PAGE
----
The next step will be for a team of financial and legal experts to take the recommendations and mold them into an actual plan that can be taken to the Chargers and voters. The city and county of San Diego jointly hired Nixon Peabody, which has consulted on 25 stadium projects, and Citigroup, which has been involved in raising money to build stadiums recently in Atlanta, New York and Orlando.

The Chargers have been pushing for a new playing facility for more than a dozen years, and have recently taken steps to build a joint $1.7 billion stadium with the rival Oakland Raiders in the Los Angeles suburb of Carson. The proposed 72,000-seat facility off the San Diego (405) Freeway is considered to be a backup plan for both teams in case they aren't able to forge agreements in their current cities.

Also, the owner of the St. Louis Rams is planning to build an 80,000-seat stadium in Inglewood, another Los Angeles suburb.

The funding breaks down to:

— $300 million from the Chargers.

— $200 million from the National Football League.

— $225 million from the sale of 75 acres of Qualcomm Stadium land to a developer.

— $173 million of bondable construction capital from the team's rent.

— $121 from the city of San Diego.

— $121 from the county of San Diego.

— More than $100 million from fans in the form of personal seat licenses, and surcharges on parking and tickets.

— $21.6 million rent from San Diego State University and the organizers of the Holiday and Poinsettia bowls, with $1.25 million paid by both annually.

SDSU released a statement that said the development of its athletic program was a critical part of its goal of becoming a Top 50 public university, and it would channel the support of its 350,000 students, faculty, staff and alumni toward the development. University officials have long eyed the Qualcomm property for potential expansion.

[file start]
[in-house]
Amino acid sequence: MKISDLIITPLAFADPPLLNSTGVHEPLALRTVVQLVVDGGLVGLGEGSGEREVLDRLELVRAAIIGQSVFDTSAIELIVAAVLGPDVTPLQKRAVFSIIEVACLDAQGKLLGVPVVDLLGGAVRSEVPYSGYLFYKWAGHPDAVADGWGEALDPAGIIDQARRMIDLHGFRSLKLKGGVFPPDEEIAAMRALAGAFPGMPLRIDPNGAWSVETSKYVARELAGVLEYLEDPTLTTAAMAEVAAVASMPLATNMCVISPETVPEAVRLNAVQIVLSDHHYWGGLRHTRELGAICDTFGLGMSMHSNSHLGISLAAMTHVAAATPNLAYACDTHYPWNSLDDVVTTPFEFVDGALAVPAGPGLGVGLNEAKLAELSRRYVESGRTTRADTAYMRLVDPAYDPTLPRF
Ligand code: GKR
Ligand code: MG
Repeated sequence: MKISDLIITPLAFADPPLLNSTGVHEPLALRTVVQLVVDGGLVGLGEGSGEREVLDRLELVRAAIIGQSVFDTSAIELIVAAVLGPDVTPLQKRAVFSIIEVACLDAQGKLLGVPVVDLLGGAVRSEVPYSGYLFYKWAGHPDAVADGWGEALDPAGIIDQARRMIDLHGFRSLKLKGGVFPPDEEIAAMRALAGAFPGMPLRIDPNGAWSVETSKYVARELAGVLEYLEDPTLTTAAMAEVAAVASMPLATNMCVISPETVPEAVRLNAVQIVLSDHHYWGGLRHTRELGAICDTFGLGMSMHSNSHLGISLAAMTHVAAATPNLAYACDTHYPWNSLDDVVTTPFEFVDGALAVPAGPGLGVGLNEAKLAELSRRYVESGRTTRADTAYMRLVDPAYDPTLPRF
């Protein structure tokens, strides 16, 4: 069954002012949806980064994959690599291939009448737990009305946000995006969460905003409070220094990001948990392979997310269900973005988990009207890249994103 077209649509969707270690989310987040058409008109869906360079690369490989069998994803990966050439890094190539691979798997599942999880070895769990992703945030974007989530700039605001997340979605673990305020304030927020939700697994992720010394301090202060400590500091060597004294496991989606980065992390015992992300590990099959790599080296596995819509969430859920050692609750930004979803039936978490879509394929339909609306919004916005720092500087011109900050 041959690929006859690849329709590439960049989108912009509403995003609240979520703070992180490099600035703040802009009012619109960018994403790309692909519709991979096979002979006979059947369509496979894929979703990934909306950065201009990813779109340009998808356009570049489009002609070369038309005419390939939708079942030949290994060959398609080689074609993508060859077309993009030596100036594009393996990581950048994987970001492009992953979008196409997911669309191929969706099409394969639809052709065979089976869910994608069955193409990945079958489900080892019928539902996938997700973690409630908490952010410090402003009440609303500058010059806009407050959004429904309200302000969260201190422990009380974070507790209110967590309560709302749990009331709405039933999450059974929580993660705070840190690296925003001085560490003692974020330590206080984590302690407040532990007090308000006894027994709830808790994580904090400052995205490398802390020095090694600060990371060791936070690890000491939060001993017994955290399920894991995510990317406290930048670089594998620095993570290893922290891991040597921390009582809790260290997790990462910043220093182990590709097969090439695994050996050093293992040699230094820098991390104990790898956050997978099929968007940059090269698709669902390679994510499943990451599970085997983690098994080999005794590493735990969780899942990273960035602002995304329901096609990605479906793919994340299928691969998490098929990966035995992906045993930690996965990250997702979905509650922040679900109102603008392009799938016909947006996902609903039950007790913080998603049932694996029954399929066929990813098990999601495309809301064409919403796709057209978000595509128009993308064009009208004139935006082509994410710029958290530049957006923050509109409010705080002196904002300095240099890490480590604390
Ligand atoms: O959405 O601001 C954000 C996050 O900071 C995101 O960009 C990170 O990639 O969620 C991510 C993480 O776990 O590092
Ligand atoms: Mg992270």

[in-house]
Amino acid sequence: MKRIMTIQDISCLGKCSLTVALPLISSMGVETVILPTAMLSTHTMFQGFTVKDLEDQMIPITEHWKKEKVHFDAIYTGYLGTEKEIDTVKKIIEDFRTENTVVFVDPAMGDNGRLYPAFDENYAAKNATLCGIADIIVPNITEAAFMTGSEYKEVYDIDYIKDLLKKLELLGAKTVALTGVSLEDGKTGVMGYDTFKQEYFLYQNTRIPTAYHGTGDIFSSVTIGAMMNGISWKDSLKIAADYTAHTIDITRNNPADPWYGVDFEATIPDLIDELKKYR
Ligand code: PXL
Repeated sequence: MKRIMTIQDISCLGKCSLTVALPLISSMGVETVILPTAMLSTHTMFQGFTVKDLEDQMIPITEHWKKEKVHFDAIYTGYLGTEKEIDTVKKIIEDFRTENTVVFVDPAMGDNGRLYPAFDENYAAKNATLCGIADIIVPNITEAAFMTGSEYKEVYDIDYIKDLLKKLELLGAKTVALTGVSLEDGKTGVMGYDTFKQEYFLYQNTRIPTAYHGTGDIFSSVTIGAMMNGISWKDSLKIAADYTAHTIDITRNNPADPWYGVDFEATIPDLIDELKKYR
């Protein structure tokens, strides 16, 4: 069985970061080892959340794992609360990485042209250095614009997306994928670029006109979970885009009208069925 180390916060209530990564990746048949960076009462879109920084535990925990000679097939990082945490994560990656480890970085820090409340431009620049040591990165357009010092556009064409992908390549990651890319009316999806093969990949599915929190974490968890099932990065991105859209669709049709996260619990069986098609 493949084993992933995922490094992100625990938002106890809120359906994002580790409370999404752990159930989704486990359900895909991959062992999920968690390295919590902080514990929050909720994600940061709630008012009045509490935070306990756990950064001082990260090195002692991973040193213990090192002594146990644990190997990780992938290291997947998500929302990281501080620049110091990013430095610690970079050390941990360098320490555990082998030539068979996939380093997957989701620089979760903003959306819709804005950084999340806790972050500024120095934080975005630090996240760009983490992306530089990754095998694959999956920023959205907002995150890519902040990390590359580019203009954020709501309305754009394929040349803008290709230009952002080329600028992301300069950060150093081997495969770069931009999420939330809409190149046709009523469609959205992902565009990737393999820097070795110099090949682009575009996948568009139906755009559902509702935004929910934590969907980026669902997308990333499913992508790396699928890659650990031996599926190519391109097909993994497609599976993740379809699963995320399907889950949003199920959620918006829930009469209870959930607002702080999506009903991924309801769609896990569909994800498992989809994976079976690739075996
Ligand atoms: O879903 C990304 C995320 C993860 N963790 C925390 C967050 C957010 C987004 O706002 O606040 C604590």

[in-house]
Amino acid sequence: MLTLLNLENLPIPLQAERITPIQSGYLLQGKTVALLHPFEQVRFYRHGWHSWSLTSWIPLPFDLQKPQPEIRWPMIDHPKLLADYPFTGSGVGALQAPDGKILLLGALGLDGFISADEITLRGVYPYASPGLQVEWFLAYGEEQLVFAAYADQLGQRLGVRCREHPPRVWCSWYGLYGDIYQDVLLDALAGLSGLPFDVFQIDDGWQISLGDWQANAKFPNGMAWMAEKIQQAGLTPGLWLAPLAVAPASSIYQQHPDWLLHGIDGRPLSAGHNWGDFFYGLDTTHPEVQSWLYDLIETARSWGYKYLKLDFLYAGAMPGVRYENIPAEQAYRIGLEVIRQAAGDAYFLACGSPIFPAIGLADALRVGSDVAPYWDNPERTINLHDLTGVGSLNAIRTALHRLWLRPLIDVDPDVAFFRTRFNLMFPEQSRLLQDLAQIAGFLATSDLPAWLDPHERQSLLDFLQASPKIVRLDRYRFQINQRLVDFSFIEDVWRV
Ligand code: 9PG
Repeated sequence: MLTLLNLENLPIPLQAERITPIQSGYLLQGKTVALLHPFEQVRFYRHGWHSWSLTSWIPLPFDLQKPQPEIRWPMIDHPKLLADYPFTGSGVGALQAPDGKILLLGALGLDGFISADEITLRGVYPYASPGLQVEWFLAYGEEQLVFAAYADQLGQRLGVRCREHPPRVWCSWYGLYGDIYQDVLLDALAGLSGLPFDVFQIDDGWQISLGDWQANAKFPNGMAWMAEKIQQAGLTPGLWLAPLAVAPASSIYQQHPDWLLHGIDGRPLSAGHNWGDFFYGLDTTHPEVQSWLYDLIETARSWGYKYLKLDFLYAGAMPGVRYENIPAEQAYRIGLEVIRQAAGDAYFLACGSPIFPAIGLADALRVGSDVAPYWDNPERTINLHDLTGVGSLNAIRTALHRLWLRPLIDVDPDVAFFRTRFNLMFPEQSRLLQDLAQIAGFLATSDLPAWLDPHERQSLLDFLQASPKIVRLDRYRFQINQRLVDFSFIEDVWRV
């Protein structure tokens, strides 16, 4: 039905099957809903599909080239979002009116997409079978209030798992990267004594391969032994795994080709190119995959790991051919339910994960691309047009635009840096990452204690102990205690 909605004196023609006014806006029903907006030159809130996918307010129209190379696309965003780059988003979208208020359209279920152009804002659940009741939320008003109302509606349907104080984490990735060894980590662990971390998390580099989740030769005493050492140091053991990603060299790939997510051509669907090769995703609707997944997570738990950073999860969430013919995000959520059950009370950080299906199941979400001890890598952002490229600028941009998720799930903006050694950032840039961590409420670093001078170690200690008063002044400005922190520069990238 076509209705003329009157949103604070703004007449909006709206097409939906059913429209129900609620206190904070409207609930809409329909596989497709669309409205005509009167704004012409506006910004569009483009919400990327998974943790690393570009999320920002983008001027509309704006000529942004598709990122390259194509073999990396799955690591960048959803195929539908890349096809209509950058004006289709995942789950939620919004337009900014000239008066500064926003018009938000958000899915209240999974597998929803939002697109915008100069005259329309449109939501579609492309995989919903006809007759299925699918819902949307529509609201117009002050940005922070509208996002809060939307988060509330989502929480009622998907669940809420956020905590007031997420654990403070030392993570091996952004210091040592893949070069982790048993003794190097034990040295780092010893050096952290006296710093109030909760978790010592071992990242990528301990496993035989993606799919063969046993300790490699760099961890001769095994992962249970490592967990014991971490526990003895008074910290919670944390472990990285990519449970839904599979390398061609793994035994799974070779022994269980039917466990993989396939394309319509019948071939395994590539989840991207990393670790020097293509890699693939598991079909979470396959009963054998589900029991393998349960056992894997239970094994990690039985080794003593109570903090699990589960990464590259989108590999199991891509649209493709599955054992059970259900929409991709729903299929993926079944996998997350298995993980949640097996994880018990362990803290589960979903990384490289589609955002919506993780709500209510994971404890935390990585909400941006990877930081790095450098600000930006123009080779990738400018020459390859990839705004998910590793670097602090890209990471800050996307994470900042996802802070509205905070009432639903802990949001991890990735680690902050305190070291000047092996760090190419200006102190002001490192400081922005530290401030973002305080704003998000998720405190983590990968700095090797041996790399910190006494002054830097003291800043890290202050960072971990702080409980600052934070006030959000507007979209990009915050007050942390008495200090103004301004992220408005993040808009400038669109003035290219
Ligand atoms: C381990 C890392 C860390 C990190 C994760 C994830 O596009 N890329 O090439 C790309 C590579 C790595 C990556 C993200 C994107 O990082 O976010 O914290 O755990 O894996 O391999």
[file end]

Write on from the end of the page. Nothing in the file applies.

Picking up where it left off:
The report said another $50 million could be raised with naming rights, sales of bricks, and capital contributions from concessionaires and telecommunications firms.

Faulconer said that while a two-thirds public vote won't be required, he still would like a final deal with the Chargers to go before voters. He said that San Diegans want a plan that makes sense, is fair and is fiscally responsible.

"That's one of the things we're going to spend most of our time on here as we move forward with negotiations with the Chargers, which is to make sure that it is a plan that's fiscally responsible," Faulconer told City News Service. "To have our City Attorney's Office working together with outside experts, we have a team that is together, that is ready to go, and I'm confident that we'll come up with a solution that makes sense."

City Attorney Jan Goldsmith said the report shows that a stadium project is doable.

"These people put a lot of time and effort into this, and I'm really impressed with their volunteer work," Goldsmith said. He said he doesn't believe any legal issues exist that would be insurmountable.

At the state level, Assembly Speaker Toni Atkins, D-San Diego, promised state legislative support for keeping the Chargers in San Diego, if the team and city reach an agreement to build a new stadium.

"I look forward to continuing to be part of the discussion with the mayor, the City Council and the community to see if the right agreement can be reached," Atkins said. "As I have stated previously, if an agreement can be reached, I am committed to making sure San Diego can benefit from state legislation that is consistent with what other cities have received for their sports facilities."

The advisory group released renderings of what a new stadium might look like by Dan Meis, who is responsible for designing NFL facilities in Cincinnati and Philadelphia, as well as the Staples Center in Los Angeles and Safeco Field in Seattle.

The full report, which includes the renderings in the appendix, are available online at sandiego.gov/mayor.